Yankees reportedly make hitting coach splash as lockout begins
There’s been precious little discussion of the New York Yankees‘ 2021 coaching staff to go around in recent weeks, which seemingly has nothing to do with the lockout.
Intent on pushing their hitting program closer to their Matt Blake-led pitching plans, in terms of innovation, New York’s braintrust dismissed Marcus Thames (along with Phil Nevin and Reggie Willits) and announced their intention to bring on a three-man weave to form a consensus on the next generation of hitting tweaks.
Other than Luis Rojas joining the organization as a base coach/player development guru, we spent weeks in relative silence on the coaching front.
Ex-Red Sox hitting coach Tim Hyers went to Texas instead, where he’ll now teach the $500 million middle infield how to age gracefully. Astros lead man Troy Snitker (son of Brian) is still in H-Town, despite rumors of his departure.
On Friday, ironically post-lockout, the dam finally broke — but New York promoted from within, rather than rocking the boat. In this instance, though, that actually seems like a good thing.
Desi Druschel, with the Yankees since 2019 and formerly of the Iowa Hawkeyes, will be promoted to aid Blake on the pitching side. For the lead hitting coach, the Bombers went with Dillon Lawson, who helped lead a revolution at the minor-league level in 2021. Good work is finally getting rewarded in the Bronx.
Who is new Yankees hitting coach Dillon Lawson?
We’re glad you asked, Bold Text! Lawson has been the Yankees’ minor-league hitting coordinator since 2018, joining New York from the Astros organization. Hmm, much like Carlos Correa … the pieces are starting to come together … if you’re insane.
While Thames oversaw stagnation at the top levels, Lawson led a revolution under the surface, leading to nearly-unprecedented minor-league domination in 2021 thanks in large part to Anthony Volpe, Oswaldo Cabrera, Oswald Peraza, Trevor Hauver/Josh Smith (traded) and others making enormous leaps. His contract at his current position expires at the end of the year, and the Yankees were reportedly nervous he’d jump ship … making an internal promotion to keep their trusted voice on board the next-best thing.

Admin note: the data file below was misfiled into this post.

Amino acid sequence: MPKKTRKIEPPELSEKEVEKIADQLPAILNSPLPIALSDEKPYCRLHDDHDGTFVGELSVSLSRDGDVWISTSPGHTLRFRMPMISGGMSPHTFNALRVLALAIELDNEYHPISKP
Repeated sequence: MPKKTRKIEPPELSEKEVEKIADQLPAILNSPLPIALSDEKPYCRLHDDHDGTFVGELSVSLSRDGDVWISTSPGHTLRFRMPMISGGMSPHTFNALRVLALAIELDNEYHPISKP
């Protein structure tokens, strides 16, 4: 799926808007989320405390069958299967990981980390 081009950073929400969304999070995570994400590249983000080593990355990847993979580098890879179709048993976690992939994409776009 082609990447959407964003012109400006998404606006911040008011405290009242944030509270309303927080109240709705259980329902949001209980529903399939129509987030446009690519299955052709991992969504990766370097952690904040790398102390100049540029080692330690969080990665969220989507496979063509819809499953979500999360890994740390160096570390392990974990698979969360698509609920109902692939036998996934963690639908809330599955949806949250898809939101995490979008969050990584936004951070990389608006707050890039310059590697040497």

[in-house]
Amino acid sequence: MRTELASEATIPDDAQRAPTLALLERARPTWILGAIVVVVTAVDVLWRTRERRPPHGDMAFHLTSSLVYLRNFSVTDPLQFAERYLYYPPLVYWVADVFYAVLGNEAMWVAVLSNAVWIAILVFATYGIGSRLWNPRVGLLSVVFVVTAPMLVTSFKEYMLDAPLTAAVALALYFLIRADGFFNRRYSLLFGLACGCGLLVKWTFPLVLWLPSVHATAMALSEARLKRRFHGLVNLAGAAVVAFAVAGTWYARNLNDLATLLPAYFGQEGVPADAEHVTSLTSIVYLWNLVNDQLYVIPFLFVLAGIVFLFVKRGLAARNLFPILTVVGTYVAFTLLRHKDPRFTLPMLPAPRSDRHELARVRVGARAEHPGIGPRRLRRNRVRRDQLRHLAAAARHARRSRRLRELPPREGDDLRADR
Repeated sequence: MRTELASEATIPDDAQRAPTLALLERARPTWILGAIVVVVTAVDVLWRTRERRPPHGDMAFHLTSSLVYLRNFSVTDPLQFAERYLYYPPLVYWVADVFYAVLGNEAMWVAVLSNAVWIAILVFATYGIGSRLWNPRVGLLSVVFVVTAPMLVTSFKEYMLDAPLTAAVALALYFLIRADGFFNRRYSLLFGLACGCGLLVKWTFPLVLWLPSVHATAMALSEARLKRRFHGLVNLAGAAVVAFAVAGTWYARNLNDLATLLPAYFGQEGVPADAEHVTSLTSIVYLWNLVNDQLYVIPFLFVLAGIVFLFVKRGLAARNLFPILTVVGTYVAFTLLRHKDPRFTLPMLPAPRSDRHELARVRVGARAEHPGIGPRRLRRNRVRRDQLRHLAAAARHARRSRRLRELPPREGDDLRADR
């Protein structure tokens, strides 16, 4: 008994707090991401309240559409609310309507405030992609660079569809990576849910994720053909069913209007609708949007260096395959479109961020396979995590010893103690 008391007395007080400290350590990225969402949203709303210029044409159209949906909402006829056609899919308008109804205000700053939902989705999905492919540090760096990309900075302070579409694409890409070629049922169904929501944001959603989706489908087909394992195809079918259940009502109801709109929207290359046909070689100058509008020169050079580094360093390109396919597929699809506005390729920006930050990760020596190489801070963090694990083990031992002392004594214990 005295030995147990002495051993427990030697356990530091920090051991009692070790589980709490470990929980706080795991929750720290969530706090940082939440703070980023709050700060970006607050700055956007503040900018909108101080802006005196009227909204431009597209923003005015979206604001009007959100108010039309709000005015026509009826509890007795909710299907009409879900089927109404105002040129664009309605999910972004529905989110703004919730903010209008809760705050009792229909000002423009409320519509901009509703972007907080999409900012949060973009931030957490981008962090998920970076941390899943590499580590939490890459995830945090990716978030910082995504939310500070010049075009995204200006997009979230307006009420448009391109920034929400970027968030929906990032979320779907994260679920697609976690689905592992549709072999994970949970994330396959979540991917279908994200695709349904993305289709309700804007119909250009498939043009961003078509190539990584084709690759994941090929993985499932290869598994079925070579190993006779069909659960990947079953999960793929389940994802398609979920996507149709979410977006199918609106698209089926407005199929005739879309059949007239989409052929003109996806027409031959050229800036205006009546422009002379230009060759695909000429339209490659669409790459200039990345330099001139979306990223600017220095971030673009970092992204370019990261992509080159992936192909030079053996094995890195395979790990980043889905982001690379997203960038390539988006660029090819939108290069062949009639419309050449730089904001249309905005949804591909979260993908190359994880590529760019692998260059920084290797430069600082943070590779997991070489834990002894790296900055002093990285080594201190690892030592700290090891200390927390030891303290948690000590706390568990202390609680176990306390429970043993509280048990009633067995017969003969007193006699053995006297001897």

According to Marcus Thames upon his dismissal, there was a chasm forming between the philosophies at both levels, especially in terms of the drills being used. Whatever has been employed in recent years at the minor-league level (an emphasis on hard contact and keeping the ball off the ground, it would seem) would be welcome by all Yankees fans at the highest level.
Now, this doesn’t erase the need to hire hitting coaches entirely. When the Yankees dismissed Thames at the start of the offseason, Brian Cashman vowed to join the modern ranks and hire three different voices to collaborate on the major league staff. He’s still two short of that number, a goal he reiterated on Friday (despite his inability to comment on specifics).
Further personnel changes will need to wait for several weeks (months?) to be ratified. Though Cashman can’t speak on specifics, Lindsey Adler of The Athletic (subscription required) quoted him as saying he believes he’s at the finish line of the process.
If Lawson’s lessons translate to the grown-up Baby Bombers as well as they did the next generation, New York’s 2022 season may end far closer to the “finish line” than their 2021 campaign, too.